Last night, my mom, Gracie, and I had a skype dinner date. They split a NY Strip while I munched on dried fruit and nuts roasted in sunflower seed oil. We laughed a lot 😀
We talked about our lives, caught up on sports—soccer for Gracie, basketball for me—and opened up about struggles, failures, victories, and strengths. We talked about God and His grace, the battles He’s won for us in what seems so little a time. We talked about Jacob, about girls and how God sees them, about ministry, about everything, it seemed.
This morning when I woke up, I was thinking about God’s ability to work things out. And not just “easy” things, like someone’s reaction to a hard question, or a lunch meet-up, or a hard critique, or a deadline, but situations where things are just plain messy, where there’s just no clear path to resolution or a happy ending, where things are at an impasse, just plain stuck.
I sat down at my desk with my Bible open. I just finished the book of Micah this morning, and apart from John and Habakkuk, it has to be one of my favorite books of the Bible. There’s a moment in chapter 6 where God says, “O my people, what have I done to you? How have I wearied you? Answer me! For I brought you up from the land of Egypt and redeemed you from the house of slavery, and I sent before you Moses, Aaron, and Miriam” (v. 3-4)
It’s almost like God is saying “I rescued you…I have shown over and over and over again that I love you…does that not matter? Answer Me! I was there in your darkest hour, and here in your lightest you ignore Me. Why?” And my heart aches…I wonder at my darkest hour, at the time in my life when Christ came and rescued me, and I think about what it means, how it matters, what the implications are of Christ doing that for me, and then further to what it means that He’s done that for all humanity…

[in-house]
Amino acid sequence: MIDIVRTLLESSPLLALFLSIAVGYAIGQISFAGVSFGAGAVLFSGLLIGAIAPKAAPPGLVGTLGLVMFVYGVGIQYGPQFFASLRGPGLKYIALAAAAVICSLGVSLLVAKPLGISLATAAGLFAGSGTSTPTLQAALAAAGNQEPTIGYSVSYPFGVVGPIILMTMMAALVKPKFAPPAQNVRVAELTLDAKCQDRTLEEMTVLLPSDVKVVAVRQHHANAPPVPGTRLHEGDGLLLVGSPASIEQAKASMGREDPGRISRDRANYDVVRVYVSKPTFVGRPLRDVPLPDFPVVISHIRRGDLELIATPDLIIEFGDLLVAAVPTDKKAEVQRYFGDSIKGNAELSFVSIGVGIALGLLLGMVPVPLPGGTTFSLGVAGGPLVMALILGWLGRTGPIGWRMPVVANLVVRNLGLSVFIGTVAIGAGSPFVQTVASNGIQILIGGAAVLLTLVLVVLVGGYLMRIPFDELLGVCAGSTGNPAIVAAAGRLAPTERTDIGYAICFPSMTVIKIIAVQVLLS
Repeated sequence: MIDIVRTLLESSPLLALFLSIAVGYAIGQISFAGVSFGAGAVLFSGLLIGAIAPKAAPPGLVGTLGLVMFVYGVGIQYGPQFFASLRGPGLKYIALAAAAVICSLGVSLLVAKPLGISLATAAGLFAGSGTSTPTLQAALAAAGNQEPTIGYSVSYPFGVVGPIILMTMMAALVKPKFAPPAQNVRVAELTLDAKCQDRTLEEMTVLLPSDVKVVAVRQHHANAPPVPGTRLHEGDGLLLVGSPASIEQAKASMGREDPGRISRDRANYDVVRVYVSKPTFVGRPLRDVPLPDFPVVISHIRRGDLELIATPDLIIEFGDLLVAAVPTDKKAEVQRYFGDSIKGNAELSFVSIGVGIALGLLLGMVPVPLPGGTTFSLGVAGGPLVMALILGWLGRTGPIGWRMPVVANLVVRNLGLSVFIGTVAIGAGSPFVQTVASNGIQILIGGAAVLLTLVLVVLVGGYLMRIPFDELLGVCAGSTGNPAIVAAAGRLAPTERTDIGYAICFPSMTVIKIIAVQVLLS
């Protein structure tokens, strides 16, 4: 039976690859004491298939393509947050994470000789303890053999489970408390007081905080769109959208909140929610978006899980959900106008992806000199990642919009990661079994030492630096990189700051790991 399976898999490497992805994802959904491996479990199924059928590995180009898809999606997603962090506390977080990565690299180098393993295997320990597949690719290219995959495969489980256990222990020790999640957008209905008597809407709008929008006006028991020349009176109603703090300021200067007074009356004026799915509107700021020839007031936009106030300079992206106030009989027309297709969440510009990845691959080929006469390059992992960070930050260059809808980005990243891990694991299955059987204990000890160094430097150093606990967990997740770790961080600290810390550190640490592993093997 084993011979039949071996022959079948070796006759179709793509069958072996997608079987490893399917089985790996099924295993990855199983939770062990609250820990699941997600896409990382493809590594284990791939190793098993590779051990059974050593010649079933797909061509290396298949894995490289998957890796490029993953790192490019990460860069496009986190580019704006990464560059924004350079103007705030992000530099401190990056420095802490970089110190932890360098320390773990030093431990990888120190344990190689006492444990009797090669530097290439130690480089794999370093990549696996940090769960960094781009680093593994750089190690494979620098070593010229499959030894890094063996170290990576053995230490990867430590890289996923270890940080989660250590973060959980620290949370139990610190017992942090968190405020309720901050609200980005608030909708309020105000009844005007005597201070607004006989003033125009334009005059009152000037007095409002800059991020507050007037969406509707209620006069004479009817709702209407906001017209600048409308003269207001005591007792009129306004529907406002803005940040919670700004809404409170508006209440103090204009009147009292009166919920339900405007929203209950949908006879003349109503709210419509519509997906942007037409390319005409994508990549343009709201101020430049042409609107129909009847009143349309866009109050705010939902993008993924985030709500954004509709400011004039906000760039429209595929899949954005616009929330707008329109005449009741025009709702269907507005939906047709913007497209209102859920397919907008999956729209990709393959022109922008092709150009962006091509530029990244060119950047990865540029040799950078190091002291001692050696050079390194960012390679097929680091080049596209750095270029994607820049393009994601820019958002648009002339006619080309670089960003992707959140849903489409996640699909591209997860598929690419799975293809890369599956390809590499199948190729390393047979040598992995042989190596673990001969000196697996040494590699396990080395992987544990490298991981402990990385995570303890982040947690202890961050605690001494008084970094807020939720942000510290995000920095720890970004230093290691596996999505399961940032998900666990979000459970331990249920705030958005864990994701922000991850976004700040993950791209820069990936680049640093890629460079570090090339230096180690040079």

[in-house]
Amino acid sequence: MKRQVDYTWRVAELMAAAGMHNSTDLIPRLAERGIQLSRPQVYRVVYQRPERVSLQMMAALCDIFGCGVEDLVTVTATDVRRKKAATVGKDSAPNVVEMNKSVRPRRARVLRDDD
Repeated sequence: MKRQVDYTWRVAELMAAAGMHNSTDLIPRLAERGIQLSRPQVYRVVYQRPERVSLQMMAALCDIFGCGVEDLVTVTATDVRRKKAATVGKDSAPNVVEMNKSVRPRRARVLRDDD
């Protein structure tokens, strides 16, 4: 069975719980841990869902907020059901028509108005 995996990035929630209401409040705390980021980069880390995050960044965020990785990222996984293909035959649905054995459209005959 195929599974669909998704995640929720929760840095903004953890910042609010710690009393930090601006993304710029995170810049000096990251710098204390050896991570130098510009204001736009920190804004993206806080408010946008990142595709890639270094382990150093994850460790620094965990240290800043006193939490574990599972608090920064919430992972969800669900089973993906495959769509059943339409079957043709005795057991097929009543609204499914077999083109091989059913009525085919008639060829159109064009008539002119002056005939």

If God could sort out the mess humanity made of themselves through the sending and sacrifice of His Son, then how much easier it must be for Him to work out the other messes in life? And then there’s this:
“The day of your watchmen, of your punishment, has come; now their confusion is at hand. Put no trust in a neighbor; have no confidence in a friend; guard the doors of your mouth from her who lies in your arms; for the son treats the father with contempt, the daughter rises up against her mother, the daughter-in-law against her mother-in-law; a man’s enemies are the men of his own house.” (7:5-6)
How much more terrifyingly confusing could things be? How much messier and marked by suspicion and distrust and fear could a time become?
“But as for me, I will look to the Lord; I will wait for the God of my salvation; my God will hear me. Rejoice not over me, O my enemy; when I fall, I shall rise; when I sit in darkness, the Lord will be a light to me.” (v. 7-8)
And yet this man of God holds on to the constant of his Savior. So if this prophet could claim the power of the Most High in this confusion, then the confusions, the messes, the hard relationships, the uncertainties of modern day life are certainly no match for the same God.